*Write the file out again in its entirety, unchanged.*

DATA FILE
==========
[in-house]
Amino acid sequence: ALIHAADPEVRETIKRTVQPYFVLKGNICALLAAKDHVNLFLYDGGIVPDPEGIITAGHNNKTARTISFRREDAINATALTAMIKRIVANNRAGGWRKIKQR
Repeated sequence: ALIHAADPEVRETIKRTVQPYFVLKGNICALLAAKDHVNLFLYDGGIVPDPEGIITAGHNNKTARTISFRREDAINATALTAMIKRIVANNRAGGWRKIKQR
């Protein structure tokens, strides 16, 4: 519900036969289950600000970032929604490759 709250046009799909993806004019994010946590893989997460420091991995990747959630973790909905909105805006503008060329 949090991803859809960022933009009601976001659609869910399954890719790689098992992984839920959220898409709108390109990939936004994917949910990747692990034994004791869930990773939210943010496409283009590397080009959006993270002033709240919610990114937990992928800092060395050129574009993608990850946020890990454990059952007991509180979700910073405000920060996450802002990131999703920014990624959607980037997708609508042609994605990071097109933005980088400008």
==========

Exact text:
[in-house]
Amino acid sequence: ALIHAADPEVRETIKRTVQPYFVLKGNICALLAAKDHVNLFLYDGGIVPDPEGIITAGHNNKTARTISFRREDAINATALTAMIKRIVANNRAGGWRKIKQR
Repeated sequence: ALIHAADPEVRETIKRTVQPYFVLKGNICALLAAKDHVNLFLYDGGIVPDPEGIITAGHNNKTARTISFRREDAINATALTAMIKRIVANNRAGGWRKIKQR
């Protein structure tokens, strides 16, 4: 519900036969289950600000970032929604490759 709250046009799909993806004019994010946590893989997460420091991995990747959630973790909905909105805006503008060329 949090991803859809960022933009009601976001659609869910399954890719790689098992992984839920959220898409709108390109990939936004994917949910990747692990034994004791869930990773939210943010496409283009590397080009959006993270002033709240919610990114937990992928800092060395050129574009993608990850946020890990454990059952007991509180979700910073405000920060996450802002990131999703920014990624959607980037997708609508042609994605990071097109933005980088400008």